David Brin joined Mary and Dan at World Fantasy to pound the importance of criticism into our heads. Our episode opens with a discussion of what your first book should be (a murder mystery) and why David recommends this to his students.
And then on to criticism. It’s important for us, as writers, to be criticized because we’re all liars, and criticism is the only way to get decent product quality out of us. Unfortunately, we tend to hate the thing that we need the most. So David, Dan, and Mary discuss how to reconcile these two competing points, and how to seek criticism (and lots of other stuff, including how to learn by re-typing something.)
Podcast: Play in new window | Download (Duration: 18:58 — 13.0MB)
What if dreams became so much more vivid that when you woke up, for a full hour you didn’t know whether you were still dreaming or not?
Startide Rising, by David Brin, narrated by George Wilson
30 thoughts on “Writing Excuses 7.10: Importance of Criticism, with David Brin”
Fantastic podcast. David made me laugh so hard I almost cried during his introduction
15 minutes long; because you’re in a hurry, and we’re not that audible.
Really great episode. I really enjoyed David Brin. I would love to have him on again at some point.
I’m with Ed. Loving the show but in several of the most recent episodes, it’s been difficult to hear some of the speakers. But after seeing the recording process first hand at Life, The Universe, and Everything 2012, I see what a difficult time Jordo and the gang can have anywhere but their home recording spot. Considering, how at conventions, they have to interface with foreign equipment and have little control over the acoustics of the room, its amazing they turn out as well as they do.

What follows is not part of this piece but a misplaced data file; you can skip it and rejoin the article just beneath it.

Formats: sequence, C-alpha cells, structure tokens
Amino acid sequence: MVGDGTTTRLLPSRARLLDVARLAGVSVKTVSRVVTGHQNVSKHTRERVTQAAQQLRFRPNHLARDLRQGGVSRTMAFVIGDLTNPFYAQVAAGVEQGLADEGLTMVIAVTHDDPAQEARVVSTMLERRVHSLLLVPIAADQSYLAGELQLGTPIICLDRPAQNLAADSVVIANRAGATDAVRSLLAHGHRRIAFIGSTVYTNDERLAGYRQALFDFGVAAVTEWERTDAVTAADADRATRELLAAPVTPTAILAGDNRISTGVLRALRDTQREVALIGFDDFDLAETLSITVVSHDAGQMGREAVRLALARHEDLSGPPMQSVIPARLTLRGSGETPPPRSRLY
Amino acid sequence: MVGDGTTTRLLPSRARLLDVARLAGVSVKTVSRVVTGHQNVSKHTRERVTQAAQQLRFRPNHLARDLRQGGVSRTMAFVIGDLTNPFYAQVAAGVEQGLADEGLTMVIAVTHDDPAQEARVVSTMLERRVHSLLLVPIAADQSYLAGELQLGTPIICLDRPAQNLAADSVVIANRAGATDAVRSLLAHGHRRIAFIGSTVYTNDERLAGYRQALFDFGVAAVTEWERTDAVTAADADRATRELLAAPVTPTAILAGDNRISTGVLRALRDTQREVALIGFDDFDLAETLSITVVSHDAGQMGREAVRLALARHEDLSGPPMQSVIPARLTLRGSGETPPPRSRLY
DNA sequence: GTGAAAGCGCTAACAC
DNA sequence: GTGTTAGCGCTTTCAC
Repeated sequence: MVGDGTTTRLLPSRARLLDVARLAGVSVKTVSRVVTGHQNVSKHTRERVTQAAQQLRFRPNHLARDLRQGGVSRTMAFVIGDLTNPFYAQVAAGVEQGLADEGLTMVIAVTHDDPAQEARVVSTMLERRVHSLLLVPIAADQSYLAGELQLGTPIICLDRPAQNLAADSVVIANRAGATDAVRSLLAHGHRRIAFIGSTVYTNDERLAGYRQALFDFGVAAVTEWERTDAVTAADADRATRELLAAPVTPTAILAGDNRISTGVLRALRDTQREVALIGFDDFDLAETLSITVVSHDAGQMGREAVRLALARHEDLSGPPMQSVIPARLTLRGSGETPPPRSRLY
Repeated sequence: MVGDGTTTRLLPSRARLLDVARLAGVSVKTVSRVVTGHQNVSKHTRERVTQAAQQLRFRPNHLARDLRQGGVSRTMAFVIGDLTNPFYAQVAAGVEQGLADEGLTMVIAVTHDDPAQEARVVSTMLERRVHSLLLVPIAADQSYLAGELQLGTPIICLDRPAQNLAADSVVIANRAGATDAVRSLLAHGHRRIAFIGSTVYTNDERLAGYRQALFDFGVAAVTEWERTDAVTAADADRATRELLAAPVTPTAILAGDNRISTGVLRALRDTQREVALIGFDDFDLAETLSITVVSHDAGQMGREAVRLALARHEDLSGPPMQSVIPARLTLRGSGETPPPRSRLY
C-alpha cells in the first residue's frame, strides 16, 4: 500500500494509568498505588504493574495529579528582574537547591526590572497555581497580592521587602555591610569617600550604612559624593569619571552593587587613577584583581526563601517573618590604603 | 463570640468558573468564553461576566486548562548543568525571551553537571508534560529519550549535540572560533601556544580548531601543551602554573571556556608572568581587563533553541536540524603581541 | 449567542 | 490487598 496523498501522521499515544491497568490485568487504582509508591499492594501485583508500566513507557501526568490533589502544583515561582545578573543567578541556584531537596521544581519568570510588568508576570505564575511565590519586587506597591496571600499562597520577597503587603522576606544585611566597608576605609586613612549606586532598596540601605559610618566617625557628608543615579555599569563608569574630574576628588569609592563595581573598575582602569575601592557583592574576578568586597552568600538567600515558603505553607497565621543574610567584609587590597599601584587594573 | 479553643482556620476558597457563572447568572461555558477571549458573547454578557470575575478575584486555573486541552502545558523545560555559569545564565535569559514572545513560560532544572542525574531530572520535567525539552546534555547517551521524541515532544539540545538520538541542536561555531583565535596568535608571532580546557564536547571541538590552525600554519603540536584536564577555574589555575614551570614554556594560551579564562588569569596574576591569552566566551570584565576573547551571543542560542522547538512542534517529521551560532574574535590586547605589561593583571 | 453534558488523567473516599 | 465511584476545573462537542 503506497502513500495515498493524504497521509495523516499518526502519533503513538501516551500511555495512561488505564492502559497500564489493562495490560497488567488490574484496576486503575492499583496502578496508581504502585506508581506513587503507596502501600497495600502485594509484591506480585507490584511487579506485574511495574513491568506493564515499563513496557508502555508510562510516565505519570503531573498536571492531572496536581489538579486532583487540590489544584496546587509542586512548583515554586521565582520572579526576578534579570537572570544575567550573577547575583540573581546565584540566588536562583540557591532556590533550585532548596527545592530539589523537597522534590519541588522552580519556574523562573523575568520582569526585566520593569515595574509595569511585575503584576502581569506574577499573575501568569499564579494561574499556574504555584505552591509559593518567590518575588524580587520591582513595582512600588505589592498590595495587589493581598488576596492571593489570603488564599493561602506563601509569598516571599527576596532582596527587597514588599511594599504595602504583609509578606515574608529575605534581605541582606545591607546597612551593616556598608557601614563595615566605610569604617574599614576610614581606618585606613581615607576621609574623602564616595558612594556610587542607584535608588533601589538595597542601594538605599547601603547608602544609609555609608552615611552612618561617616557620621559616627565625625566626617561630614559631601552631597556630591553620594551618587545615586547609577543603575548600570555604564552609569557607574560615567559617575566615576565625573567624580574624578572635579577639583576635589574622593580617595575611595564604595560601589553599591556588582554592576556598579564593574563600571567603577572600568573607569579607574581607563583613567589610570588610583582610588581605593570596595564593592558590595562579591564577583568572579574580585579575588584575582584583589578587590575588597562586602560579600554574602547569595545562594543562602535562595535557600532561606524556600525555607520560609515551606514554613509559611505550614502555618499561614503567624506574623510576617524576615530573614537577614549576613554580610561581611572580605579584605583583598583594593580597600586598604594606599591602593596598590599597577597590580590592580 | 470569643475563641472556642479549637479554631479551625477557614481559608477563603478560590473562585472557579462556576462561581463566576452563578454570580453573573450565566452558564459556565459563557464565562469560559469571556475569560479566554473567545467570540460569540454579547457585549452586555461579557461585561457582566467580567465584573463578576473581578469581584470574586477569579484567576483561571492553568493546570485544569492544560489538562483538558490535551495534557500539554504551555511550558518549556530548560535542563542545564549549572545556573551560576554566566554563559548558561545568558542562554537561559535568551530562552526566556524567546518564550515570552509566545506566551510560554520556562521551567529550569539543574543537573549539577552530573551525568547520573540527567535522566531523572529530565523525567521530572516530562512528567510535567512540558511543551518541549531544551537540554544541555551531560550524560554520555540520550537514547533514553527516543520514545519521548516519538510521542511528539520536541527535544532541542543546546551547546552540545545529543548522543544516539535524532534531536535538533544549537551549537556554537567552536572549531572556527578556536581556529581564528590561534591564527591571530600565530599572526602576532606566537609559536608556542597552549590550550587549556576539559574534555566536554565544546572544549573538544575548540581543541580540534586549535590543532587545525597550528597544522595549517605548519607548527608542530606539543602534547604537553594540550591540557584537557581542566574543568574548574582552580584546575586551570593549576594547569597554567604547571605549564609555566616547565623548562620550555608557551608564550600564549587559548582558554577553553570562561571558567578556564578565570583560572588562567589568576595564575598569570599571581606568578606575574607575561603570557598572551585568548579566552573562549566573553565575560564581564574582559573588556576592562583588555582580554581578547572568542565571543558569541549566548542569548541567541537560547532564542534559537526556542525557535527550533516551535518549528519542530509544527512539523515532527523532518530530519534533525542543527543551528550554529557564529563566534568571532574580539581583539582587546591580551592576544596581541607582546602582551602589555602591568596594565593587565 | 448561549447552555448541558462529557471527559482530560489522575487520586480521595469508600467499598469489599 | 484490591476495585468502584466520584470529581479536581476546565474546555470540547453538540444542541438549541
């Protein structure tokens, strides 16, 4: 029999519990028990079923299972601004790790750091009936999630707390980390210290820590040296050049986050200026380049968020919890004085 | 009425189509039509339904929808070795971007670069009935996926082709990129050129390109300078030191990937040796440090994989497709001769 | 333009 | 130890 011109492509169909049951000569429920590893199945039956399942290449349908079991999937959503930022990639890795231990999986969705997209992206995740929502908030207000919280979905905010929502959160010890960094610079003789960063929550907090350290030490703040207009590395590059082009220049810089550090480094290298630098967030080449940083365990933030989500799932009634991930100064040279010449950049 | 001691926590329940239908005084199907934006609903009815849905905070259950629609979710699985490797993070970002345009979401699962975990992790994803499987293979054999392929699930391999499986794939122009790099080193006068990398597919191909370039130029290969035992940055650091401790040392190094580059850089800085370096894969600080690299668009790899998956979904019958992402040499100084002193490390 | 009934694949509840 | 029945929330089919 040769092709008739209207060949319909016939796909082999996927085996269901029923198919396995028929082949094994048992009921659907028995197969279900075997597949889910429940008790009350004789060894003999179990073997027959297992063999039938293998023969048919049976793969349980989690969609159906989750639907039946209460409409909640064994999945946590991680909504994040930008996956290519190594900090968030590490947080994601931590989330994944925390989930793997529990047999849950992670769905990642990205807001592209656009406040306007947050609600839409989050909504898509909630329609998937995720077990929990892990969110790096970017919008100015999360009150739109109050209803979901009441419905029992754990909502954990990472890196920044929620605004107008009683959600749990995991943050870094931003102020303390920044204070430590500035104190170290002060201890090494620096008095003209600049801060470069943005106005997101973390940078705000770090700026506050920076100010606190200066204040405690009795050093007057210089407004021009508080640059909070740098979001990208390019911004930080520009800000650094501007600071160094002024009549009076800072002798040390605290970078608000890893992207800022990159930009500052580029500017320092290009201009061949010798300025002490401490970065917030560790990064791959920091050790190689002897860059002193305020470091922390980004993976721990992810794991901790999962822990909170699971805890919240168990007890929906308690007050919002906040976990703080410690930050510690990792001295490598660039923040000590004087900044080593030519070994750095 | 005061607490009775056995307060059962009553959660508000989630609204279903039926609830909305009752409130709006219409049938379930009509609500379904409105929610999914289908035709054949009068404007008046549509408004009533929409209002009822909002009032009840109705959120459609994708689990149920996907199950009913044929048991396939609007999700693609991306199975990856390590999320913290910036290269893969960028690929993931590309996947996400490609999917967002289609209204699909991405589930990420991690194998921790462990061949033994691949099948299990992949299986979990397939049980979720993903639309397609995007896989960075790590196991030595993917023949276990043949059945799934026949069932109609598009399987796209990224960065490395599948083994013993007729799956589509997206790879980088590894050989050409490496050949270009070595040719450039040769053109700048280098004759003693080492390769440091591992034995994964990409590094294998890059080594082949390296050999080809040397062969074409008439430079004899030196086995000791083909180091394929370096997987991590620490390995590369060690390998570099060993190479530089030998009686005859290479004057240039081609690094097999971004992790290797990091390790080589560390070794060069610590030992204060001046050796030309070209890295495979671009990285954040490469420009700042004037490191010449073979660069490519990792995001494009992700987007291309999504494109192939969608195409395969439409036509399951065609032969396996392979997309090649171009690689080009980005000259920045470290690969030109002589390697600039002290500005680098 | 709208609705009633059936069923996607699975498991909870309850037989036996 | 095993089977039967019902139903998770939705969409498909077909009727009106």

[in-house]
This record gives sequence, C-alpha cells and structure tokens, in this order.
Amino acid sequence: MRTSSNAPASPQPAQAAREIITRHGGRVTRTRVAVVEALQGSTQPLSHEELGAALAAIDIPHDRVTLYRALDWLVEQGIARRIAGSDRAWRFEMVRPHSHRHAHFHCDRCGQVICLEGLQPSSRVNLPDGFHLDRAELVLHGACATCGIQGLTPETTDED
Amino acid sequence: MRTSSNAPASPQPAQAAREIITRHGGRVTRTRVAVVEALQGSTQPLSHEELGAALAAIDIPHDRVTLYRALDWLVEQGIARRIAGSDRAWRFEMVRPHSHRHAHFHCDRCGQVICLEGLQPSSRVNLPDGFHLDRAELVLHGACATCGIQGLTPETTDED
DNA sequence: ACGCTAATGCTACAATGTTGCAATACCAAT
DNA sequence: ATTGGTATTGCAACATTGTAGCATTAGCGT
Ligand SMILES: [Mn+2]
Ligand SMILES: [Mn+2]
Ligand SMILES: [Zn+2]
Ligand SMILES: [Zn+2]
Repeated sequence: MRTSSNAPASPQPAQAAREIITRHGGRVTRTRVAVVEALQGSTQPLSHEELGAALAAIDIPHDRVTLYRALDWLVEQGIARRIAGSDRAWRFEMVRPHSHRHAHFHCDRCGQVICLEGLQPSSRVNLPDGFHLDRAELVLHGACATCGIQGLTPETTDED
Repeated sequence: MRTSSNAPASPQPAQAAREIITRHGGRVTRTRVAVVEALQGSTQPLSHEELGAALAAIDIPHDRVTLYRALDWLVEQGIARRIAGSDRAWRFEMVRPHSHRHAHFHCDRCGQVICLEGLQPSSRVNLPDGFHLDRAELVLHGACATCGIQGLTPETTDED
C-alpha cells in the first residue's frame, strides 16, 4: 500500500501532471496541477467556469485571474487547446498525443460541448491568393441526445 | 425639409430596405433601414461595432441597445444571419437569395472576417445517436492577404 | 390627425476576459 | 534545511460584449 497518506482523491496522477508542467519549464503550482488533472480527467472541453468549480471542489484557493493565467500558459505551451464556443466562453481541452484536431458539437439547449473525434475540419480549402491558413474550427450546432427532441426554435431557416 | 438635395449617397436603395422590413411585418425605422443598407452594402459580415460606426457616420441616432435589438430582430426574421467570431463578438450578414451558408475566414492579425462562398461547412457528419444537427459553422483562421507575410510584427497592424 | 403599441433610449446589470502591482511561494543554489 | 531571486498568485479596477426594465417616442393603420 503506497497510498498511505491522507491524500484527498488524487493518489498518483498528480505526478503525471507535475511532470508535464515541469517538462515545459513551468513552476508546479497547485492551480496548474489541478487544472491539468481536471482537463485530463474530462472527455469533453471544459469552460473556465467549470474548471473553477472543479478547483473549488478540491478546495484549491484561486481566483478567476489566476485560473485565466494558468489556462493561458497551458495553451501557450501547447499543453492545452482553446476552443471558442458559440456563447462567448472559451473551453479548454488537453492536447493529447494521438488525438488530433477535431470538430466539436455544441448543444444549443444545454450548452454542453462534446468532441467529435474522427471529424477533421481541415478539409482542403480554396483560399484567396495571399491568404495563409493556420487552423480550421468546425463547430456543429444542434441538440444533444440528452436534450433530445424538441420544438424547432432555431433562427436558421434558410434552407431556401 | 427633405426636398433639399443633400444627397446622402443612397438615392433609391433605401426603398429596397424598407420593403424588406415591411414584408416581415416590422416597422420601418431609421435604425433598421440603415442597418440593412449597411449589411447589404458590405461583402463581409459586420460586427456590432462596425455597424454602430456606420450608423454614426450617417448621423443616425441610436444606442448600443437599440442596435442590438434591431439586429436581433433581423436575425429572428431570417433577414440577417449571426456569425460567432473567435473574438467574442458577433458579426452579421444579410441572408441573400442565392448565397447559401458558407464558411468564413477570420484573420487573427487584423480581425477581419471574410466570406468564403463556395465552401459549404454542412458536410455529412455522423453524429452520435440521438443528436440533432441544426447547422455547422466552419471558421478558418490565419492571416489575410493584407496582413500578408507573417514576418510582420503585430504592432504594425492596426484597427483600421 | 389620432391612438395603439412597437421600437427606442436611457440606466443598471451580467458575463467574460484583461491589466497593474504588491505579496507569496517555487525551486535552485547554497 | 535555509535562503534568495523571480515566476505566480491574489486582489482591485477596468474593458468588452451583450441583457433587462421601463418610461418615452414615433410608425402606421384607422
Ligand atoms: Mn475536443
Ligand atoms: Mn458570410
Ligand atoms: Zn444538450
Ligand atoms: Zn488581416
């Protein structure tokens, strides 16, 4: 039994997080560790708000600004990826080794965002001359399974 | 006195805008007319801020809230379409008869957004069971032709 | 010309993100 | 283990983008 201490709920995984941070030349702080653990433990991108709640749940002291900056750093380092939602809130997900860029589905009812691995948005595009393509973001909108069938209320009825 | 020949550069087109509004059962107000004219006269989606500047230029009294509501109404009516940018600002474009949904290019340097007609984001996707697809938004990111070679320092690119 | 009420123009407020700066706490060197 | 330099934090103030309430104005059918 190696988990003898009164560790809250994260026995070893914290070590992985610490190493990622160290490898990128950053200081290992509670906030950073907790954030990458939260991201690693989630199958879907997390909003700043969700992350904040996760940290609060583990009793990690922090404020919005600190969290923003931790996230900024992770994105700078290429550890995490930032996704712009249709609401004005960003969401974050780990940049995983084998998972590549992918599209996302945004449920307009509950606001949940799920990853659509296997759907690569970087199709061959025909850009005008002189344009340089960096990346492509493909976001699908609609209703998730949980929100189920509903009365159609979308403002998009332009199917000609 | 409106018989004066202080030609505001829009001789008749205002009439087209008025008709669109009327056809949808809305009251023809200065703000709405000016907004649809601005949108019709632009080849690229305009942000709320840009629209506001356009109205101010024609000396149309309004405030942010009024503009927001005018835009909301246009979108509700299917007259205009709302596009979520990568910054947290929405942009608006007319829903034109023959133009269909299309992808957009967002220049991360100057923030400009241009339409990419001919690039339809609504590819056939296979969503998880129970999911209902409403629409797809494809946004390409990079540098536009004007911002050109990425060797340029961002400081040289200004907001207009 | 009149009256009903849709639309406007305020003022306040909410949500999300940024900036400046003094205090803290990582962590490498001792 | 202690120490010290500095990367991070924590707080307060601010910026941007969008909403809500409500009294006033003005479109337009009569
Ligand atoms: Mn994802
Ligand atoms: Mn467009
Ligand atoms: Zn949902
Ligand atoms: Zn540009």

I’ve meant to read some of Brin’s stuff for years but haven’t gotten around to it. After hearing him talk, I’ll have to bump him up to the top of my reading pile… right after I try out his method of learning the magician’s secrets.
This was a fascinating episode. It starts with the suggestion of writing a mystery, then gives you a mystery to solve. The author immediately admits to having a large ego, but also a sense of humor. So was his constant over-the-top self-aggrandizement real or just some form of satire? We may never know.
The one thing I can say for sure, though, is that this would make an awesome Saturday Night Live sketch. I can perfectly picture Will Farrell, maybe with a beard and glasses, channelling his James Lipton impersonation, playing the main character.
All of the episodes from World Fantasy will have the same audio problem. Dan and I were going solo and didn’t have Jordo to help us.
Also, Dan kills microphones like no one I’ve ever known. Seriously. Why is it always his that dies?
I agree with Ricard. This was a fantastic episode. It wasn’t until Mary brought the discussion back on topic that I even realized that the conversation had strayed. David’s verbal incantation had me completely entranced.
I would have like a bit more on how one finds (and/or selects) Alpha and Beta readers. Perhaps a follow-up episode sometime down the road?
Here’s a really good post by one of my alpha-readers about what she does and how one can learn to do the same.